The treatment of von Willebrand disease (VWD) varies depending on the type and severity of the condition. The main goal is to prevent or control bleeding episodes.

VWD is a common inherited bleeding disorder caused by a deficiency or dysfunction of von Willebrand factor (VWF), a protein that is essential for blood clotting. A person typically inherits VWD from a parent, although the severity of symptoms can vary greatly among family members.

The bleeding symptoms can range from mild to severe and include frequent nosebleeds, easy bruising, heavy menstrual bleeding, and prolonged bleeding from cuts or after surgery or dental work.

This article looks at the treatment options for people with VWD.

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The main goal of treatment for VWD is to manage bleeding symptoms and improve the quality of life for those with the condition.

Preventing bleeding episodes is particularly important for people with more severe forms of VWD or those with a history of frequent or severe bleeding. In these cases, doctors may use prophylactic treatments, such as regular infusions of clotting factor concentrates.

When bleeding does occur, the aim is to promptly and effectively control it. Prolonged or uncontrolled bleeding can lead to complications, such as joint damage or anemia. Treatment aims to minimize these risks by managing bleeding episodes effectively and maintaining healthy levels of blood clotting factors.

Desmopressin, also known as DDAVP, plays a vital role in the management of VWD, especially in treating type 1 and some subtypes of type 2 VWD.

As a synthetic version of the natural hormone vasopressin, desmopressin stimulates the body’s release of VWF and factor VIII, which are crucial for blood clotting. This temporary increase in clotting factors can effectively control bleeding episodes and is particularly useful in preparing people for surgeries or dental procedures where bleeding risk is a concern.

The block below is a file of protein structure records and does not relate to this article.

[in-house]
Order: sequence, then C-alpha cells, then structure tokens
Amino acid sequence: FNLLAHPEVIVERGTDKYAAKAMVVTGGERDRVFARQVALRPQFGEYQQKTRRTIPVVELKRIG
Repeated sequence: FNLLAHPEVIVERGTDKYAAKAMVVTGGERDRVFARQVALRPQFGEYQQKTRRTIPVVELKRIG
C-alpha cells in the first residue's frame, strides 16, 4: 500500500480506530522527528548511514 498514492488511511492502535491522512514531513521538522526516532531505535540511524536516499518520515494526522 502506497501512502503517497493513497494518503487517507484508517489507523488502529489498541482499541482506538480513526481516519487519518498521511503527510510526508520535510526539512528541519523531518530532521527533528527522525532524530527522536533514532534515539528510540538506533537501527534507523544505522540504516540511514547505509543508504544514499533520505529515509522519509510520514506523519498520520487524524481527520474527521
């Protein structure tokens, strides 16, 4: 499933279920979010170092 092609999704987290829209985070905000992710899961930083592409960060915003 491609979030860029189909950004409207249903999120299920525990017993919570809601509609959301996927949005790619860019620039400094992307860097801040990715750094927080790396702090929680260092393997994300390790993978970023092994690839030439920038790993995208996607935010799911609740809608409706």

Healthcare professionals administer DDAVP as either a nasal spray or injection. It offers flexibility and convenience in treatment, making it a cornerstone in managing mild to moderate cases of VWD.

Replacement therapies in VWD involve the infusion of VWF concentrates. These therapies are essential for managing more severe cases of VWD, such as type 2 and type 3, where there is a significant deficiency or dysfunction of VWF.

By providing the missing VWF directly into the bloodstream, these concentrates help restore the normal clotting process.

Doctors can use regular infusions as a prophylactic measure to help prevent bleeding or on demand to treat acute bleeding episodes.

Clot-stabilizing medications, such as antifibrinolytic drugs (tranexamic acid and aminocaproic acid), complement other treatments by helping to prevent the breakdown of blood clots, thus enhancing the effectiveness of replacement therapies.

Learn more about anticoagulant therapies.

In people assigned females at birth who have VWD, oral contraceptives play a dual role. They not only provide birth control but also help in managing heavy menstrual bleeding, a common complication in VWD.

By regulating the menstrual cycle and increasing the levels of VWF and factor VIII, oral contraceptives can significantly reduce menstrual blood loss.

This effect helps not only in managing symptoms but also in preventing anemia — a frequent consequence of heavy menstrual bleeding in VWD.